Friday, September 23, 2005

Hurrican Rita Evacuation Plan -- the serious version

I just joined in on a conversation over at Instapundit (search for "Melissa Dorman") with the following letter:



I also took back roads away from Houston. I went from Houston to Austin in five hours while the people taking 290 were making the same trip in eighteen hours.

Posted evacuation routes are established so that people who don't know where to go and either don't have or can't read good maps, will be able to follow signs to high ground. But for a person of foresight, the state's habit of labelling various routes as official evacuation routes, serves a quite different purpose: it allows you to know, beyond the shadow of a doubt, which roads are most likely to be completely bogged down in traffic.

Sixteen of my friends (three families with children plus two single co-workers) had made arrangements to come ride out the storm in Austin with me. They are all stuck in Houston because (1) they waited too late to leave (though I'm not sure they had a choice since they had to board up their houses and such) and (2) despite my attempts to explain to them precisely which back roads they should take, they ignored me and tried to use the primary evacuation routes. In the end they gave up, went back home, and now have no choice left but to hunker down. So, let's compare strategies: I covered 170 miles in five hours, which is not great time but is eminently doable, even on a single tank of gas. My friends took three hours to get twenty miles, and at the end of those twenty miles they were justing getting to where the REAL congestion started.

If you live in a hurricane-prone area, then there's no reason not to devise your own evacuation route, well in advance, that keeps you as far from the officially designated evacuation routes as possible. In fact there's no reason for you not to have two or three alternate routes designed. In doing so you serve your own family's needs; but you also serve the public, by reducing congestion on the main routes.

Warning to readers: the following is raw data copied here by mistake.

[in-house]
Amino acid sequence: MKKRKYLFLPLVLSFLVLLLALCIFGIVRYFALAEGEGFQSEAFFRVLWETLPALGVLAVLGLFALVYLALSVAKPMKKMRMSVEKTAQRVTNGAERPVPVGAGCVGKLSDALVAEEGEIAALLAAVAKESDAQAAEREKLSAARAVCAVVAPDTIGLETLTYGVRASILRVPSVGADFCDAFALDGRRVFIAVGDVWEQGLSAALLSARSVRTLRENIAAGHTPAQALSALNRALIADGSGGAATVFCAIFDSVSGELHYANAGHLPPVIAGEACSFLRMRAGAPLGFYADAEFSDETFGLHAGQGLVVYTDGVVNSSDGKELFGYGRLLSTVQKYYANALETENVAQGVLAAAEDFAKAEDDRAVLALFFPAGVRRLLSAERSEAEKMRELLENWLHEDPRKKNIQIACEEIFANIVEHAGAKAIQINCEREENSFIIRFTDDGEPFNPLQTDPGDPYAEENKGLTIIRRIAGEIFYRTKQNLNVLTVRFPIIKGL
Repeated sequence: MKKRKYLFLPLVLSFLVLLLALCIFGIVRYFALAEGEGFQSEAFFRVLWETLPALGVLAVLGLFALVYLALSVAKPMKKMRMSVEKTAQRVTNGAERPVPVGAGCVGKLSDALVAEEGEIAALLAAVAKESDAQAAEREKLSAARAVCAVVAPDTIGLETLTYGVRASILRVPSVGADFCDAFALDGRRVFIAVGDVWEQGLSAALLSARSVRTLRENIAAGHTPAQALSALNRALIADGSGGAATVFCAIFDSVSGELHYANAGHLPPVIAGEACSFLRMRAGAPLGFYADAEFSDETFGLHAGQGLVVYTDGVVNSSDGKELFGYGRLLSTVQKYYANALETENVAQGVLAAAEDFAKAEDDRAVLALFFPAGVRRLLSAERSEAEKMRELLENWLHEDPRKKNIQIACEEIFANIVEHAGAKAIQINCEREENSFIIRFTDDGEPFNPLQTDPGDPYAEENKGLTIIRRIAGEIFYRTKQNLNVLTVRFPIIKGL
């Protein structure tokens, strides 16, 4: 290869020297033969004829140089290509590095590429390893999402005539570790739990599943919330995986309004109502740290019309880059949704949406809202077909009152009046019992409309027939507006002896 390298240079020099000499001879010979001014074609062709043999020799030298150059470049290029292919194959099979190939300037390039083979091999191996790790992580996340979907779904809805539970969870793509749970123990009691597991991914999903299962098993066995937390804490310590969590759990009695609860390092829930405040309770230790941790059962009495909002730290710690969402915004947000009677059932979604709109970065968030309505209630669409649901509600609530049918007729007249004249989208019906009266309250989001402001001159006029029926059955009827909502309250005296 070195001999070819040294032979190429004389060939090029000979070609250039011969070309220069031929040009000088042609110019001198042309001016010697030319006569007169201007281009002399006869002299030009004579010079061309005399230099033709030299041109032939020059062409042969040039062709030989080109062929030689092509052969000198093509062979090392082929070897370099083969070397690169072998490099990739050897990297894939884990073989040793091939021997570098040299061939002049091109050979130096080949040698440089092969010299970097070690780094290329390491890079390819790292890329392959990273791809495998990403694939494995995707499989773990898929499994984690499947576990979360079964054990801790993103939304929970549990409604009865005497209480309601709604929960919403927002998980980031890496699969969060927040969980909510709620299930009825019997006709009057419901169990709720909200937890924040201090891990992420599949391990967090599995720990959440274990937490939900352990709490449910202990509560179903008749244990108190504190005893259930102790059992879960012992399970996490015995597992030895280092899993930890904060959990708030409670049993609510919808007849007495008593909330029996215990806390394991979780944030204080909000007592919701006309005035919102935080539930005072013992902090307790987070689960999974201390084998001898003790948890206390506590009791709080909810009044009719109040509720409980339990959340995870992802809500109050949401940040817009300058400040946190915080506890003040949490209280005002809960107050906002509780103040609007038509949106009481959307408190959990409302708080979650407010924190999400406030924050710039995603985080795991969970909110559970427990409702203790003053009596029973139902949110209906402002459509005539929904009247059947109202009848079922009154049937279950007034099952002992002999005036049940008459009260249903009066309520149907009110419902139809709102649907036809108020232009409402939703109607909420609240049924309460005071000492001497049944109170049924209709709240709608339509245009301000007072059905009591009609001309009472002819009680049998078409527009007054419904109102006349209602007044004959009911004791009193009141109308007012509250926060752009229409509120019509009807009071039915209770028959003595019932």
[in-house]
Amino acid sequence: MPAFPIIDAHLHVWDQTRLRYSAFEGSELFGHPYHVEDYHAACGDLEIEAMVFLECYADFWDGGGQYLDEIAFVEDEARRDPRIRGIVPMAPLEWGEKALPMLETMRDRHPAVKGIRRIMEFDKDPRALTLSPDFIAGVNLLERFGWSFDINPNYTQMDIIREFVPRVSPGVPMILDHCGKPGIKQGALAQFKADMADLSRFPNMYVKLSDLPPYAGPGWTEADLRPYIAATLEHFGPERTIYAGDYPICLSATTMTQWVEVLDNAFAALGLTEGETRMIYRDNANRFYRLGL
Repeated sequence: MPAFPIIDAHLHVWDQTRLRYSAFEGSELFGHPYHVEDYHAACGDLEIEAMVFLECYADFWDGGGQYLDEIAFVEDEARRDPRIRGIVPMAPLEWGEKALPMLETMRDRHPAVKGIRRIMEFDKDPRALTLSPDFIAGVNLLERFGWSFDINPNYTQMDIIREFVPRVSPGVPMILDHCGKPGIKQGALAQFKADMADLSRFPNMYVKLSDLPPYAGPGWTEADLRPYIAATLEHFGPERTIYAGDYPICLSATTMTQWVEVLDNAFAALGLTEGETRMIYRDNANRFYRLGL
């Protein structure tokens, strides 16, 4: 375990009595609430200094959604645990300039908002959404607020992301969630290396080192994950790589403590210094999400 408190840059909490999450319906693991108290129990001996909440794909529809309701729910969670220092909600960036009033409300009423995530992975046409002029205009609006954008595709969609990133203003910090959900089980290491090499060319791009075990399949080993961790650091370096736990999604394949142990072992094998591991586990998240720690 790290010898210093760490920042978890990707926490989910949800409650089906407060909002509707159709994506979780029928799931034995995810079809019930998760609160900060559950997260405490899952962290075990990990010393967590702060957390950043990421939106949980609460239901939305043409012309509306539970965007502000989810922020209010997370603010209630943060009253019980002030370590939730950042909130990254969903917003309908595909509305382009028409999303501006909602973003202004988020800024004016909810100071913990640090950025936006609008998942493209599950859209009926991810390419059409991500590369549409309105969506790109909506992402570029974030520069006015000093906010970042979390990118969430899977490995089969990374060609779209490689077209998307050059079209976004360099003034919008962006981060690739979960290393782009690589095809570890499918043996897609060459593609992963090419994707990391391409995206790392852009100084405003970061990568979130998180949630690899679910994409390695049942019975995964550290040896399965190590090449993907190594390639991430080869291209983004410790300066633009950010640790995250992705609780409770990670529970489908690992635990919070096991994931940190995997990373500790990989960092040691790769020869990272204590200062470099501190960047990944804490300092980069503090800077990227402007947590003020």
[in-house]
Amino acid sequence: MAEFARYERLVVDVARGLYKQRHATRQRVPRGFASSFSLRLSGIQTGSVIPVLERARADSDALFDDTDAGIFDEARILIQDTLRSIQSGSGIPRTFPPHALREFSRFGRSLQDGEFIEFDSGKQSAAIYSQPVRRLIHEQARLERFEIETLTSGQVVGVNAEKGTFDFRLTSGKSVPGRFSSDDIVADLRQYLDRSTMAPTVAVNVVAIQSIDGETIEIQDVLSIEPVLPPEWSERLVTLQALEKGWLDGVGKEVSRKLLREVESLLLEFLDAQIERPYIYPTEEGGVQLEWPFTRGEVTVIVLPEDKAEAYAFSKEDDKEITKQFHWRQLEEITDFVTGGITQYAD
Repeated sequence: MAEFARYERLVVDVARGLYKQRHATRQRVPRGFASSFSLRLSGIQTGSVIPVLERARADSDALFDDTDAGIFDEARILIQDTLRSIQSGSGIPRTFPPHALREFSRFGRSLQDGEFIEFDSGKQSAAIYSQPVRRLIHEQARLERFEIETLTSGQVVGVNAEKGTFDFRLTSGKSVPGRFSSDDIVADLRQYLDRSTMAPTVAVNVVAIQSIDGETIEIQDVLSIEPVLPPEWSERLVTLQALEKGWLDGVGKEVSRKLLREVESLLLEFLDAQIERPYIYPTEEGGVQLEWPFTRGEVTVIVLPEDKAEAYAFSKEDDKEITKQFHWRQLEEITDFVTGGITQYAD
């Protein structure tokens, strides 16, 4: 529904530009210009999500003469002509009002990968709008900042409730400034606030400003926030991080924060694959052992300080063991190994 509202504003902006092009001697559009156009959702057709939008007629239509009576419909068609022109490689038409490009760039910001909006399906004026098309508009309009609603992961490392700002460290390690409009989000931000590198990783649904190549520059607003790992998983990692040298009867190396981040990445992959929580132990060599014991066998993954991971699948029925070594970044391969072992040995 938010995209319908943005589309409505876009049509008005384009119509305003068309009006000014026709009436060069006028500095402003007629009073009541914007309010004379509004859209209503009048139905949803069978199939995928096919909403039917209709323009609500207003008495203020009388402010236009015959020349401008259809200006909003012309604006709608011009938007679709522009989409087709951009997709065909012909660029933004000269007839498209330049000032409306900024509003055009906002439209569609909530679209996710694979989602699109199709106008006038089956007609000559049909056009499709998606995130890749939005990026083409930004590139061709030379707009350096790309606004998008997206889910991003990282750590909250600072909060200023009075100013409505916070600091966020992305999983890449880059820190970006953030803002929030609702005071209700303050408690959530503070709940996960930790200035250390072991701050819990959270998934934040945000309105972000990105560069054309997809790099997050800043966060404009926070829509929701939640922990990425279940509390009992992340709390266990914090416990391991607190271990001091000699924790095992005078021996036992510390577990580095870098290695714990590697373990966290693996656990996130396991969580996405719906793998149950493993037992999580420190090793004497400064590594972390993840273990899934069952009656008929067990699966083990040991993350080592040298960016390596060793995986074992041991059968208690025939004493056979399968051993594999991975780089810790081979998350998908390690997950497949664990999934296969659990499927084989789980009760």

I'm not trying to harsh on my friends, by the way; just pointing out a major lesson to be learned. When I called my buddy and left a voice mail explaining what road he should take, I don't think he had any idea that I was telling him this precisely because I knew the main evacuation routes would be hell. My friends are extremely bright people, but they didn't grow up on the Gulf Coast and simply didn't have the experience necessary to understand why I was giving them the instructions I was giving them; and it didn't occur to me that it would be necessary to explain it. It's one of those times when you make a choice that you don't even realize you're making; when you look back later you say, "Oh, man, if I'd had any idea I'd've made a completely different choice." Which is the point of this post: when the next one hits, know what you're choosing when you choose to join the mob on the official routes.


At 5:57 PM, Blogger R.Nelson said...

You make a very good point and everyone who lives in a Hurricane prone area should by all means have a personal evacuation plan. I left Houston at 4:30 am Thursday and entered the Dallas city limits at 10:00 am. I took the farm to market roads and ranch roads and ran into very little traffic. The 5 and a half hour trip was certainly better than the 24 hour drive that had been in some news reports.


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